Mars's narrative is an unusual one in the grand collection of slave narratives, not only because of the northern location but also because Mars and his family were allowed such generous space in interacting with their legal owners. Historian Walter Johnson, in his landmark monograph Soul by Soul, explores how, in the slave markets of southern cities such as New Orleans, the commodities being offered -- a.k.a., the slaves themselves -- exercised some agency in the transactions in that they could, through facial expressions or posture or other means of passive communication, influence who purchased them. However, compared to this minimal control in determining their own fates as articulated by Johnson, James Mars and his family were able to obtain substantial leverage in negotiating with their master. For example, the exasperated Reverend Thompson agreed, per his slaves' wishes, to free Mars's parents and sister and relinquished control of the two boys to other slave masters whom Mars's family had had a say in selecting for their sons. And, while Mars was serving as a slave to his designated master, Mr. Munger, he demonstrated surprising boldness in dealing with Munger, repeatedly butting heads with his owner over when and under what conditions he was to be freed. Ultimately, Mars negotiated a satisfactory termination of his own involuntary servitude under Munger and on warm terms with the family to which he served, as he asserted he felt he had become a member of the family and remained in touch with them throughout his adulthood. In stark contrast to Walter Johnson's argument that reveals the meager means of agency that Africans in southern slave markets derived from the daily transactions, Mars and his family, albeit living in the North but nonetheless in a largely inhospitable climate and at an earlier time than the era depicted in Johnson's monograph, were able to exert some significant leverage against their owner and therefore paved the path for future abolitionist endeavors.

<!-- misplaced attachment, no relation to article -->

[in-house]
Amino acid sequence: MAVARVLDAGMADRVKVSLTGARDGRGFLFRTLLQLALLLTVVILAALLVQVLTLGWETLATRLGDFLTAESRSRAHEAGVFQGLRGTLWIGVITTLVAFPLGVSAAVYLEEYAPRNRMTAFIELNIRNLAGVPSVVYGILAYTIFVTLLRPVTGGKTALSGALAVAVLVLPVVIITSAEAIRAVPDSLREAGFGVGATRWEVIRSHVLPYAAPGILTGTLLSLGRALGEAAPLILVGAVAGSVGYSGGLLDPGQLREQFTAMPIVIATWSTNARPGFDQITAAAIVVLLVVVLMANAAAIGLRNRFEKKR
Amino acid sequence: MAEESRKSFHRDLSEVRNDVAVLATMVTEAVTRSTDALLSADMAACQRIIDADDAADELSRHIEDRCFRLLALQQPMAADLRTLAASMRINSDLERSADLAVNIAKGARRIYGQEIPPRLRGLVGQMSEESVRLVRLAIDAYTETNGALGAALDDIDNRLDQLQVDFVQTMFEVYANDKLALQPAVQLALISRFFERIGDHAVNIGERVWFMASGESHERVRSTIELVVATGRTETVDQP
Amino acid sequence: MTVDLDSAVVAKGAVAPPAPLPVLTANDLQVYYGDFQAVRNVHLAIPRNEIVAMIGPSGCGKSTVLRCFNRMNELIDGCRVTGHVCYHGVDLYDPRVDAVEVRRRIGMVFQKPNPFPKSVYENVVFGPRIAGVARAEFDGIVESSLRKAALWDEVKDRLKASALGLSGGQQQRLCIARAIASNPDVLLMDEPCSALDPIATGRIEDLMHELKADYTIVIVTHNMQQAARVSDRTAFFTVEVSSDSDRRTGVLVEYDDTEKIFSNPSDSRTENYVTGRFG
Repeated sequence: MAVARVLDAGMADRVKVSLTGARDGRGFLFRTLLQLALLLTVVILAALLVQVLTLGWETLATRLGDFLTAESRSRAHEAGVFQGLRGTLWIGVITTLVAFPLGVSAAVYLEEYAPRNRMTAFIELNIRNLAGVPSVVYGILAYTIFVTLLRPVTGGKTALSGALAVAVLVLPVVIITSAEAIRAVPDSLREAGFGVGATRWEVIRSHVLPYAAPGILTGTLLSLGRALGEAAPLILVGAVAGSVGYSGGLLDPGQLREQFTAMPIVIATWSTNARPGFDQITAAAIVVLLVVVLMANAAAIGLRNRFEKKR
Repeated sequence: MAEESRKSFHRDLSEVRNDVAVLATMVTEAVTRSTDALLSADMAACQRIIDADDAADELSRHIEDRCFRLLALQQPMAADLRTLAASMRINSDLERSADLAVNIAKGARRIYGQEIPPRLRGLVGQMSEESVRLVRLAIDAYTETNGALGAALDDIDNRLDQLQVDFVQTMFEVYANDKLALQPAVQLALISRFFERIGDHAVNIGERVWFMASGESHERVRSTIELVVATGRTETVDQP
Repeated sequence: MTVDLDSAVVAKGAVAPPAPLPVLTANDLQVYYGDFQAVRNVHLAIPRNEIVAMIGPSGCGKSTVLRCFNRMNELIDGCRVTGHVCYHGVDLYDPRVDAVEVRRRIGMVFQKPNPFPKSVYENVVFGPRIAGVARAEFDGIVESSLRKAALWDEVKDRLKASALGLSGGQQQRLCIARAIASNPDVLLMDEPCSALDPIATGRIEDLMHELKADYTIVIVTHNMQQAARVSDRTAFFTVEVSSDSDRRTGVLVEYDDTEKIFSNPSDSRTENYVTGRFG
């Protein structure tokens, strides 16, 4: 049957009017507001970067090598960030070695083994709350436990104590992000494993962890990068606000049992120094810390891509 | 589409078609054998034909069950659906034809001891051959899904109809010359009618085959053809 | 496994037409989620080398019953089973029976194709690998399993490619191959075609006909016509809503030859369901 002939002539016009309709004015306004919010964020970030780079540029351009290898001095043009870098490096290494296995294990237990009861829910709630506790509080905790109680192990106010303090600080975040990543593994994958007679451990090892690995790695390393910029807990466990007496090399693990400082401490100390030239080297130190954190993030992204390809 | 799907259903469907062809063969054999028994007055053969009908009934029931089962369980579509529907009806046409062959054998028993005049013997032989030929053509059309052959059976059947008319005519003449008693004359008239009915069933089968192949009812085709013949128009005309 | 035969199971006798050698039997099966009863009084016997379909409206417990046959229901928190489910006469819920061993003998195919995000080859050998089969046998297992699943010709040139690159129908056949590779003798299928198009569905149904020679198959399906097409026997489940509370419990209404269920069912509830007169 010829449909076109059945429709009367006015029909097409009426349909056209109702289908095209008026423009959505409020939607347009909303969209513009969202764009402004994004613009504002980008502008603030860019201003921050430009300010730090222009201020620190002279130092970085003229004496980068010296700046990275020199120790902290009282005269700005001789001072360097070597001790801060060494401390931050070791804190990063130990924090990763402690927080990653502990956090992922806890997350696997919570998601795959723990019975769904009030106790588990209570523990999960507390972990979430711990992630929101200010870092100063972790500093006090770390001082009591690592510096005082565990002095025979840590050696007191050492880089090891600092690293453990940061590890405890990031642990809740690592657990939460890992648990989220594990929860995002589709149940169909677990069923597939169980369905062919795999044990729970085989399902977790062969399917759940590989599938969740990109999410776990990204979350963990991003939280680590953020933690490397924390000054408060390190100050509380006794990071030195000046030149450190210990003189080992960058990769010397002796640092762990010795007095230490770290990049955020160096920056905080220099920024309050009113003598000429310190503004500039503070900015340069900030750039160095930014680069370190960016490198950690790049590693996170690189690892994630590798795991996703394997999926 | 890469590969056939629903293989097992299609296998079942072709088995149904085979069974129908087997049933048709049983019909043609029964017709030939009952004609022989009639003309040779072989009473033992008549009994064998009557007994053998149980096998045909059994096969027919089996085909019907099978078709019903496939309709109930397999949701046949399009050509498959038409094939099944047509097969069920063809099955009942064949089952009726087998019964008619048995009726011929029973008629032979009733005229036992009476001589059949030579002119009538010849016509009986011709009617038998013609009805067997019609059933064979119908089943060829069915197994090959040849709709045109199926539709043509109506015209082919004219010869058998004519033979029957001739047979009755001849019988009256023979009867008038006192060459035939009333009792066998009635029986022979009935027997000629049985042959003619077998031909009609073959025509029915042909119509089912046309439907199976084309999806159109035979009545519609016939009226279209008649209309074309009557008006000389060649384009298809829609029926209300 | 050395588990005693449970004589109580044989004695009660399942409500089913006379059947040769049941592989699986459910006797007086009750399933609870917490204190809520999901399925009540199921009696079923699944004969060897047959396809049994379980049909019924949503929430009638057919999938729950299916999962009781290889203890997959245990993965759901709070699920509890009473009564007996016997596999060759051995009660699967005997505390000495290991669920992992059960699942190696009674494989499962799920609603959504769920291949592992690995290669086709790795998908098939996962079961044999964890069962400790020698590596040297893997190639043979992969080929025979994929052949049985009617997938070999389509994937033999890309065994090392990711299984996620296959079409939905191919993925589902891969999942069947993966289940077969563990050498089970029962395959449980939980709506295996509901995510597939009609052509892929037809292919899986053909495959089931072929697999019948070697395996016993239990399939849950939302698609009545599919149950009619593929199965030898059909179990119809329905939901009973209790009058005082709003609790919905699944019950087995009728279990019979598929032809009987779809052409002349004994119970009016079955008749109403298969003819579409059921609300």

Beyond mere agency of the slaves, Mars's narrative indicates also, in agreement with Walter Johnson's definition of the "chattel principle" in Soul by Soul, that slave owners had a foremost concern for cash and that that thirst for wealth far outweighed any paternalistic obligations toward their slaves that slaveowners sensed. Mars was especially disturbed, it seems, by how his former master Rev. Thompson, the esteemed and morally impervious pastor of his parish, could not only practice the inhumane institution of slavery but also, in good conscience, be willing to either condemn his slaves to a life of misery on a southern plantation or sell them to another man for hard cash. Mars's depiction of Thompson directly relates to Walter Johnson's explanation of how slave masters, though some purported to have a paternalistic, charitable attitude toward their slaves, were in fact and invariably more concerned with increasing their wealth and would not hesitate in selling loyal slaves and separating families in exchange for cash. The slaves, perceived as chattel property and mere commodity, were expendable, and thus the inhumanity of slavery was only metastasized.